Weight Loss Surgery Before Pregnancy Lowers Risk for Gestational Diabetes

Women who undergo weight loss surgery (or bariatric surgery) before becoming pregnant have a lower chance of developing gestational diabetes and giving birth to large babies, according to a recent study. On the other hand, these women are at risk for giving birth to small babies, researchers reported in the February 26 issue of the New England Journal of Medicine.

“Since bariatric surgery followed by pregnancy has both positive and negative effects, these women, when expecting, should be regarded as high risk pregnancies,” said Kari Johansson, PhD, a nutritionist in the Department of Medicine, Solna, Karolinska Institutet, Stockholm, Sweden. Dr. Johansson said that these women should be closely followed during pregnancy and given advice on healthy eating, and taking supplements if necessary.

Women with obesity are at risk for a number of complications during pregnancy, including having high blood sugar (gestational diabetes), babies born prematurely (more than 3 weeks before their due date), stillbirth (death of a baby during pregnancy), problems during delivery, and development of obesity in their children. Thus, the researchers wanted to study whether weight loss surgery had any effect on these risks.

“The effects of bariatric surgery on health outcomes such as diabetes and cardiovascular [heart] disease have been studied, but less is known about the effects on pregnancy and perinatal [the time during or around birth] outcomes,” said Dr. Johansson.

Using data from nationwide Swedish health registries, the researchers found 596 pregnancies in women who had given birth after bariatric surgery between 2006 and 2011. These pregnancies were then compared with 2,356 pregnancies in women with obesity who did not have bariatric surgery, but had the same body mass index (BMI, weight divided by height squared) as the first group before surgery.

Weight Loss Surgery Linked to Lower Risk for Gestational Diabetes
Women who underwent bariatric surgery had a markedly lower risk of gestational diabetes (1.9% vs. 6.8%) or giving birth to large babies (8.6% vs. 22.4%) compared with women who did not have bariatric surgery. In contrast, women who underwent bariatric surgery were more than twice as likely to give birth to small babies (15.6% vs. 7.6%). While the risk of babies born prematurely was similar among the 2 groups, women in the bariatric surgery group were more likely to have shorter pregnancies.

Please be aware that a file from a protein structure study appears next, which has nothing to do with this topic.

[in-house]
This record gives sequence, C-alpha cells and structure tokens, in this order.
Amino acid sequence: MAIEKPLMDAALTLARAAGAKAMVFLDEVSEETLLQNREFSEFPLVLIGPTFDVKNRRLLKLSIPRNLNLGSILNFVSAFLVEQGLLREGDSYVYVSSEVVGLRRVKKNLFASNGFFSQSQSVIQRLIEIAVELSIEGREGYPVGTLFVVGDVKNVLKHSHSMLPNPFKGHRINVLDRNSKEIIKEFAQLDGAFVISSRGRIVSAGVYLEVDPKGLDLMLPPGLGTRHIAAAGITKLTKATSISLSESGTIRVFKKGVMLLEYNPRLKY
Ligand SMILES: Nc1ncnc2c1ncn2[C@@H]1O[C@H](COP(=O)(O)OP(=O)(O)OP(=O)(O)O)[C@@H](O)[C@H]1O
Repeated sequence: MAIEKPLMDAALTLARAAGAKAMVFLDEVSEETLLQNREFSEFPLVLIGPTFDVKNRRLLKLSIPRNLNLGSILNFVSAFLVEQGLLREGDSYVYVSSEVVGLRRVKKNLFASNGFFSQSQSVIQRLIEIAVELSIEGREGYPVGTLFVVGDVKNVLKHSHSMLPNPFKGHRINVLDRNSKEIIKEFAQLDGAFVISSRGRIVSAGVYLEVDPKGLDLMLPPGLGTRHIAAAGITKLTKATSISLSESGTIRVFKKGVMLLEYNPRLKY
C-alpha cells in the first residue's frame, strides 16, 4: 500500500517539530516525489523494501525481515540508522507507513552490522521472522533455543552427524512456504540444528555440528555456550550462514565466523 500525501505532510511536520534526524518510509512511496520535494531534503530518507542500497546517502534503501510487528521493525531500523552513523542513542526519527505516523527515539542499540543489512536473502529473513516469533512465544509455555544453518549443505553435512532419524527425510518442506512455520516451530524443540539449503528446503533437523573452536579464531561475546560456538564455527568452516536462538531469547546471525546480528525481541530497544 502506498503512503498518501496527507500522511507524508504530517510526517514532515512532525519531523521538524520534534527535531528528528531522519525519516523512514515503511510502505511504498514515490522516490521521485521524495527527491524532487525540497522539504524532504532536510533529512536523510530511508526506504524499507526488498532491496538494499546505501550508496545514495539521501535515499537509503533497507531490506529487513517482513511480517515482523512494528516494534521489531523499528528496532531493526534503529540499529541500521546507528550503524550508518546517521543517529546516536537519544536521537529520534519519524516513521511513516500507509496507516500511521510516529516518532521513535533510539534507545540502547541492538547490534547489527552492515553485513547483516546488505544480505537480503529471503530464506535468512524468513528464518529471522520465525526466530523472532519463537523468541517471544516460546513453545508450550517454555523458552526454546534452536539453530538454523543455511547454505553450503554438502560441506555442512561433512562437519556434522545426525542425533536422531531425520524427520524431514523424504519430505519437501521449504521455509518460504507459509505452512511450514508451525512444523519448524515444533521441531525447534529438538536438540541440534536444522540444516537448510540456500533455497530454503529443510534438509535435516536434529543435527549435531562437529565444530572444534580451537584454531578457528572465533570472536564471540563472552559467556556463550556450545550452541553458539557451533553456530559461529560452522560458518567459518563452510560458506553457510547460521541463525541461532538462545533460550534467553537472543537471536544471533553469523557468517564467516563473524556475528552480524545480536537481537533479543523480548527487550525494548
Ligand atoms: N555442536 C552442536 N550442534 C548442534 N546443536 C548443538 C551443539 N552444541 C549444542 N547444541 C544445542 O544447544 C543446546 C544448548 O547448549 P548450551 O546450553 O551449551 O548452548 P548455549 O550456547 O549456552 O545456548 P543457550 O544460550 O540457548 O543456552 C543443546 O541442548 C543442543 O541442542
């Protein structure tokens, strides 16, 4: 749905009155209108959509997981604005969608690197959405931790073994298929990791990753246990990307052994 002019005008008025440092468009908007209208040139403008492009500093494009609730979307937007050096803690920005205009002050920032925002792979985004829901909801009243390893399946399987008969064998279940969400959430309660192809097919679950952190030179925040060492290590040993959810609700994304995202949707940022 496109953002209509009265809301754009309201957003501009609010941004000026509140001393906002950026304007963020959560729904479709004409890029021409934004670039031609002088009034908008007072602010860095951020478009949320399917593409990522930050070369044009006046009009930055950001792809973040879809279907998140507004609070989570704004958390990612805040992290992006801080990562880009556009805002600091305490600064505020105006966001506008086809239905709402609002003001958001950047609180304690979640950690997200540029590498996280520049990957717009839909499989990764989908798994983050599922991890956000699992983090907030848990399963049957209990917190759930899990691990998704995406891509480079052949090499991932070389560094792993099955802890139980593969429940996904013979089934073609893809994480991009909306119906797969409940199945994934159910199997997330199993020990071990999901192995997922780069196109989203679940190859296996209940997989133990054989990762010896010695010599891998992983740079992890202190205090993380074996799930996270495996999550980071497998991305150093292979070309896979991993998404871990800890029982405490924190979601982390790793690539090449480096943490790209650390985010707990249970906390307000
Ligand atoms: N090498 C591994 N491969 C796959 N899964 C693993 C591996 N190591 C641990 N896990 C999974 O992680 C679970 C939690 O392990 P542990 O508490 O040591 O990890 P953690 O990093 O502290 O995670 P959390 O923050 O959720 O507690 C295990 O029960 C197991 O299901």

Similar Results Found in Second Study
Similar findings were reported in a recent study in the March issue of the International Journal of Gynaecology and Obstetrics. The study was a meta-analysis, which is a summary of all published studies on the topic of weight loss surgery and pregnancy. The findings showed that women who had weight loss surgery were at lower risk for gestational diabetes, high blood pressure, and giving birth to large babies. On the other hand, women who had weight loss surgery had a higher risk of giving birth to small babies, compared to women with obesity who did not have bariatric surgery.

“We think bariatric surgery is beneficial to women with morbid obesity,” said lead author of the study Zhi-hong Wang, MD, PhD, who is an endocrinologist at First Affiliated Hospital of Chongqing Medical University, Chongqing, China.

Dr. Wang added that women with obesity who are thinking about weight loss surgery before pregnancy should have a full understanding of the pros and cons of each type of surgery. In addition, she recommended that doctors closely follow the baby’s weight during pregnancy, and that mothers meet with nutritionists during and after pregnancy.

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